The Dark Ages: An Age of Light

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The Dark Ages: An Age of Light
First part of title on a map held by figurines
Written byWaldemar Januszczak
Directed byWaldemar Januszczak
Presented byWaldemar Januszczak
ComposersSimon Russell
Peter Mayne
Country of originUnited Kingdom
Original languageEnglish
No. of series1
No. of episodes4
Executive producersMark Bell (BBC)
Peter Grimsdale
ProducerLidia Ciszewska
CinematographyOwen Scurfield
Ian Serfontein
Matt Conway
Running time57-60 minutes
Production companyZCZ films
Original release
Release27 November (2012-11-27) –
18 December 2012 (2012-12-18)

The Dark Ages: An Age of Light is a four-part documentary television series written, directed, and presented by the British art critic Waldemar Januszczak looking at the art and architecture of the so-called Dark Ages (i.e. Early Middle Ages) that shows it to be an era with advancements contrary to popular perceptions of the period. It was broadcast by the BBC in November and December 2012.[1]

Episode one: "The Clash of the Gods"[edit]

Januszczak shows how Christianity emerged into the Roman Empire as an artistic force in the third and fourth centuries. Early Christians had no art. They were an illegal secret cult, and practised in very small groups. Januszczak asserts that Rotas Squares, found throughout the Roman Empire including Pompeii, were early Christian symbols along with the fish and the anchor. When the Edict of Milan made Christianity legal, Christian art began appearing. With no description of Jesus in the Bible, the earliest images of Christ were blond, curly-haired, young, and beardless, an appearance Januszczak says was borrowed from Apollo, the pagan god of the sun, who was usually depicted with a halo. Januszczak tells us that the Vatican has galleries filled with these "cheerful initial Christs, armed with their Harry Potter wands, which they wave busily as they perform a succession of helpful miracles."[2] Images of angels were copied from those of Nike. With the emergence of Saint Mary and the adoption of Christianity by the emperor Constantine, artists drew upon other pagan artwork for inspiration, and more heroic and powerful images of Jesus emerged. They also embraced the development of new forms of architecture to contain and display their art.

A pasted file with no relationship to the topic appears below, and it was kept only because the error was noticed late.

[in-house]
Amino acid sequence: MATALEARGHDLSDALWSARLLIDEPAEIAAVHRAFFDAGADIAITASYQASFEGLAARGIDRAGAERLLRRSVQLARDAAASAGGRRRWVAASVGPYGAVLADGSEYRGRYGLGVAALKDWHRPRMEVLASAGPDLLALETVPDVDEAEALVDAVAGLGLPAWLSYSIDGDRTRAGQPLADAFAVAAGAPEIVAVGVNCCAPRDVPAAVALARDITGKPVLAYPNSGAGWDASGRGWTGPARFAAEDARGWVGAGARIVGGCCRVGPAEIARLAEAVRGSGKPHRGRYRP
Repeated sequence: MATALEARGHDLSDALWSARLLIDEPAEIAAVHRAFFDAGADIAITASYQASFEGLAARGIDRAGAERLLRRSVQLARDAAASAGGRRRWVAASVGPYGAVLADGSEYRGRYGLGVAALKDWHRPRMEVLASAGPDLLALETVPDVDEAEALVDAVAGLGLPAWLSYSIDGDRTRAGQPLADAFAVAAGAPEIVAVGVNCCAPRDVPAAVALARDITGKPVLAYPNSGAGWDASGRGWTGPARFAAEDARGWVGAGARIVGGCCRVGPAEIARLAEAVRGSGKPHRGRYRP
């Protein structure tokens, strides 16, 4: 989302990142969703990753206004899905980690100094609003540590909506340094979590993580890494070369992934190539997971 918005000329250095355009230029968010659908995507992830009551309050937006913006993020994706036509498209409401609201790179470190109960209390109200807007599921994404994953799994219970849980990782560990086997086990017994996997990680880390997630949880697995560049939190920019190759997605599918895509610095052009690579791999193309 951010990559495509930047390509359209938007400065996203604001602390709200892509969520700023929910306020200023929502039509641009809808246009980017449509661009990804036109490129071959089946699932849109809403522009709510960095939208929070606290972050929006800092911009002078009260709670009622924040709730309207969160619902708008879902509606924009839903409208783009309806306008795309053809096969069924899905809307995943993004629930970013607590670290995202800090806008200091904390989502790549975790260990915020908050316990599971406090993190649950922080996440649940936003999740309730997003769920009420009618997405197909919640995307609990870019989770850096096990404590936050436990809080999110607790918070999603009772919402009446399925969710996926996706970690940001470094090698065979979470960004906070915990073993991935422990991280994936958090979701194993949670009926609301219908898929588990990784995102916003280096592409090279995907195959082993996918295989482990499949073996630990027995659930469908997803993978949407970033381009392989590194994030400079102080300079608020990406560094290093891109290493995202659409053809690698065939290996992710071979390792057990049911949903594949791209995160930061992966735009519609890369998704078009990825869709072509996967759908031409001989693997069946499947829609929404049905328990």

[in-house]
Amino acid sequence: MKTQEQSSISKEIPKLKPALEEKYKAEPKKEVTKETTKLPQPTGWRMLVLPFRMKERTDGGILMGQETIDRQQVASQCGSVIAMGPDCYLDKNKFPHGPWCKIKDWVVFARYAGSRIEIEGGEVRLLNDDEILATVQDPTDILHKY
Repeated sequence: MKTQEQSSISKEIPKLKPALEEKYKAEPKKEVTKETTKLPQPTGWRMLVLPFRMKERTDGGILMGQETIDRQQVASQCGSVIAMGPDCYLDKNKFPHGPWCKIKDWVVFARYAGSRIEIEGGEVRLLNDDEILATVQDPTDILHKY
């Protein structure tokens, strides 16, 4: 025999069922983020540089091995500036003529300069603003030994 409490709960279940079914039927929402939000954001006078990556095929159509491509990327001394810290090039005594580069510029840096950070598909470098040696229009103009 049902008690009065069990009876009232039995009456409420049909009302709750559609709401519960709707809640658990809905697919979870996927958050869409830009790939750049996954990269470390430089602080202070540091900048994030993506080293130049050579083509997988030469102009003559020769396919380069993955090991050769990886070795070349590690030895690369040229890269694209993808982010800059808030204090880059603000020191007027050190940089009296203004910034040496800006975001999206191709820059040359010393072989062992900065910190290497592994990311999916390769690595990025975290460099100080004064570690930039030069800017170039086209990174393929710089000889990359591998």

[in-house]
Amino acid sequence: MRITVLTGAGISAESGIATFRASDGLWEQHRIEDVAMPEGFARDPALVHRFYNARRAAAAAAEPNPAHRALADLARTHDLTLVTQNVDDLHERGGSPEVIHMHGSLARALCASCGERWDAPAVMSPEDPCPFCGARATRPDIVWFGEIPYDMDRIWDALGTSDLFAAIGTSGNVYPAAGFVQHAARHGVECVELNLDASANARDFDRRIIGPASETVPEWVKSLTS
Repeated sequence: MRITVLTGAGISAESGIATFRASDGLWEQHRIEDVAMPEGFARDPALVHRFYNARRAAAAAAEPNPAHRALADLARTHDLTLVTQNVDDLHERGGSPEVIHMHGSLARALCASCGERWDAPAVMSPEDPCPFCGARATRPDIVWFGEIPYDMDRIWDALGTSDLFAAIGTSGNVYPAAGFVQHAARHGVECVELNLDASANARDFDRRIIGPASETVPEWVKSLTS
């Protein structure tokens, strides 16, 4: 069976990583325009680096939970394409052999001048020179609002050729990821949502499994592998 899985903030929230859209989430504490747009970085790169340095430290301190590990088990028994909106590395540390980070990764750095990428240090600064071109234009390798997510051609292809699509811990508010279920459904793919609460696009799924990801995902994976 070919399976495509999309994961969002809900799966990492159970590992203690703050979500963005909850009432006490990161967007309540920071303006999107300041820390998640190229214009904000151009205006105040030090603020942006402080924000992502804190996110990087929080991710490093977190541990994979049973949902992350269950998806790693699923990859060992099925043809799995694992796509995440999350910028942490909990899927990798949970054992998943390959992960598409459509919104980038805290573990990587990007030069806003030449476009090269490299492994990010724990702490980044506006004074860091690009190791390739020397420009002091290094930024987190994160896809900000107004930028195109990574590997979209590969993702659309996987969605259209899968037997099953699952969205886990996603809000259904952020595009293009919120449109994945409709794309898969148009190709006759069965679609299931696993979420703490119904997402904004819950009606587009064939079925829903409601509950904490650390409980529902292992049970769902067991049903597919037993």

Viewing figures: 661,000[3]

Episode two: "What the Barbarians Did for Us"[edit]

The "Barbarians" are often blamed for the collapse of the Roman Empire, but in reality they were fascinating civilisations that produced magnificent art. Focusing on the often already Christian Huns, Vandals and Goths, Januszczak follows each tribe's journey across Europe to settle in new lands and discovers the incredible art they produced along the way.

Viewing figures: 697,000[4]

Episode three: "The Wonder of Islam"[edit]